The first stage of the ride travels on a single track trail along
the historic Centerville flumes that were built during the gold
rush period of the late 1800's and early 1900's
(for more history visit the Centerville Museum).
Most of the first half flume trail is dirt but the latter half is
mostly 1 foot wide metal platforms on top of the flumes.
Some of these metal platforms are very long, possibly 1/2 mile in length.
For a shorter ride there are bridges at several locations along the first half
that connect to roads leading up to Centerville Rd and back to Centerville.
Depending on your skill level the metal platforms can be ridden by bike
but some are a bit wobbly so if you are at all uncertain of the situation it
is best to walk across them.
The views from the flume trail are quite spectacular.
The hillside is so steep that nothing man made, other than the flumes themselves,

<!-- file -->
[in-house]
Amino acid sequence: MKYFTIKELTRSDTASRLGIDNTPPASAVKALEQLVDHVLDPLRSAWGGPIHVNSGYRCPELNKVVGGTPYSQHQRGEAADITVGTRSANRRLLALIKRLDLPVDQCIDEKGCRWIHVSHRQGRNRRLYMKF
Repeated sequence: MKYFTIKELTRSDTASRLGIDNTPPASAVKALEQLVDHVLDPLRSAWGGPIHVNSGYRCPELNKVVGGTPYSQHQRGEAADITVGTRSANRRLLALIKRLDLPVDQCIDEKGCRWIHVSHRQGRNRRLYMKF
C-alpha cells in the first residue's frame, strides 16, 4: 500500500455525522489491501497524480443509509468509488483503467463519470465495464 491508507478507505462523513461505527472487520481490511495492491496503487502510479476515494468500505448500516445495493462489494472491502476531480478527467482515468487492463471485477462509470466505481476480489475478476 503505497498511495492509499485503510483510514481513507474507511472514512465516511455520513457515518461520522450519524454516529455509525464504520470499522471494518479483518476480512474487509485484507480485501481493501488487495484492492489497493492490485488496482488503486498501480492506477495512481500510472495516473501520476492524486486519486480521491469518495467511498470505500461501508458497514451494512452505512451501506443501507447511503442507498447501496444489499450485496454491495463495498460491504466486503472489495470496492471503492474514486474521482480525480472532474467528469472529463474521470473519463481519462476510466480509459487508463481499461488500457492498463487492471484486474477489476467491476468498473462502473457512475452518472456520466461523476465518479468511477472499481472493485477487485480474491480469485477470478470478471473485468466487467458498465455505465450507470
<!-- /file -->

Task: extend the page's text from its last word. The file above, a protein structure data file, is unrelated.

can be seen in any direction.
There are many waterfalls along the cliffs and the sound of the raging river
can be heard below.
At about half way along the flumes you can see several gigantic rock formations that
protrude hundreds of feet out from the forest and are flat on either side.
There are rattle snakes in these areas (tall grass, rocks) so keep an
ear out for their hissing rattle.
At the end of the flume trail is the De Sabla Powerhouse.
Up De Sabla Powerhouse Rd is an almost 1500 ft 4-5 mile grind up to Magalia.
At the top it is short trip to the De Sabla Reservoir to cool off in the water.
From Magalia the fastest way down is along Humbug, Nimshew and then Centerville road.
The first section is paved but most of Centerville road is a dirt.
The road can get quite bumpy at times but for the most part it is decently
Once back at Centerville it is a short walk down to the Centerville Powerhouse for
a swim in the refreshing water.
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